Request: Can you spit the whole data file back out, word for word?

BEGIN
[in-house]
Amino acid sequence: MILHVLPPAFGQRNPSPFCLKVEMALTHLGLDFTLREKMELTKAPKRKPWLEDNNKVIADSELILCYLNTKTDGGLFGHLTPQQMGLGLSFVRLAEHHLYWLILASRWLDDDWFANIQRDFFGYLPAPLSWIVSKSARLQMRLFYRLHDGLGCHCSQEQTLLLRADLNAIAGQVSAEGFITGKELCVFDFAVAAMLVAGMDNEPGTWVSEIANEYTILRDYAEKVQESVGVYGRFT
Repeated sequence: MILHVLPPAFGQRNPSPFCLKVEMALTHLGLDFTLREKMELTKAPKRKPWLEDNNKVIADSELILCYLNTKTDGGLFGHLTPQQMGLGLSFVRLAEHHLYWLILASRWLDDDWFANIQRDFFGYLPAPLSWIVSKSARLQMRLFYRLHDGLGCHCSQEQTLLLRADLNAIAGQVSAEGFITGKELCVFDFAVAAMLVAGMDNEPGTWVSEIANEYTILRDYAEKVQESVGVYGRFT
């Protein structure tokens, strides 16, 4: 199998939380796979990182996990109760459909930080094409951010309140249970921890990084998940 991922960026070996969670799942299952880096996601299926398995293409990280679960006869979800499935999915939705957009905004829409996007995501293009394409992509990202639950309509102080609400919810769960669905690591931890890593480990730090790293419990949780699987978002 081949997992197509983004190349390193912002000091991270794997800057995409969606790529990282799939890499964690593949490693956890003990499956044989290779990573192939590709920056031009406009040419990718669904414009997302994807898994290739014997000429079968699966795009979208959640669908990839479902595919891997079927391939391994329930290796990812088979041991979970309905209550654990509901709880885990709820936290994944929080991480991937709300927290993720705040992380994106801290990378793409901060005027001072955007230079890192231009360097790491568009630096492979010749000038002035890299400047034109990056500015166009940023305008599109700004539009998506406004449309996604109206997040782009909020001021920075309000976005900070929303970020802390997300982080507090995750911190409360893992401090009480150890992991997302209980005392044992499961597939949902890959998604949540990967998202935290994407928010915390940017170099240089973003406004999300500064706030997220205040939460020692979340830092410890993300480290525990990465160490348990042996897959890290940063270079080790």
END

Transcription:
[in-house]
Amino acid sequence: MILHVLPPAFGQRNPSPFCLKVEMALTHLGLDFTLREKMELTKAPKRKPWLEDNNKVIADSELILCYLNTKTDGGLFGHLTPQQMGLGLSFVRLAEHHLYWLILASRWLDDDWFANIQRDFFGYLPAPLSWIVSKSARLQMRLFYRLHDGLGCHCSQEQTLLLRADLNAIAGQVSAEGFITGKELCVFDFAVAAMLVAGMDNEPGTWVSEIANEYTILRDYAEKVQESVGVYGRFT
Repeated sequence: MILHVLPPAFGQRNPSPFCLKVEMALTHLGLDFTLREKMELTKAPKRKPWLEDNNKVIADSELILCYLNTKTDGGLFGHLTPQQMGLGLSFVRLAEHHLYWLILASRWLDDDWFANIQRDFFGYLPAPLSWIVSKSARLQMRLFYRLHDGLGCHCSQEQTLLLRADLNAIAGQVSAEGFITGKELCVFDFAVAAMLVAGMDNEPGTWVSEIANEYTILRDYAEKVQESVGVYGRFT
């Protein structure tokens, strides 16, 4: 199998939380796979990182996990109760459909930080094409951010309140249970921890990084998940 991922960026070996969670799942299952880096996601299926398995293409990280679960006869979800499935999915939705957009905004829409996007995501293009394409992509990202639950309509102080609400919810769960669905690591931890890593480990730090790293419990949780699987978002 081949997992197509983004190349390193912002000091991270794997800057995409969606790529990282799939890499964690593949490693956890003990499956044989290779990573192939590709920056031009406009040419990718669904414009997302994807898994290739014997000429079968699966795009979208959640669908990839479902595919891997079927391939391994329930290796990812088979041991979970309905209550654990509901709880885990709820936290994944929080991480991937709300927290993720705040992380994106801290990378793409901060005027001072955007230079890192231009360097790491568009630096492979010749000038002035890299400047034109990056500015166009940023305008599109700004539009998506406004449309996604109206997040782009909020001021920075309000976005900070929303970020802390997300982080507090995750911190409360893992401090009480150890992991997302209980005392044992499961597939949902890959998604949540990967998202935290994407928010915390940017170099240089973003406004999300500064706030997220205040939460020692979340830092410890993300480290525990990465160490348990042996897959890290940063270079080790």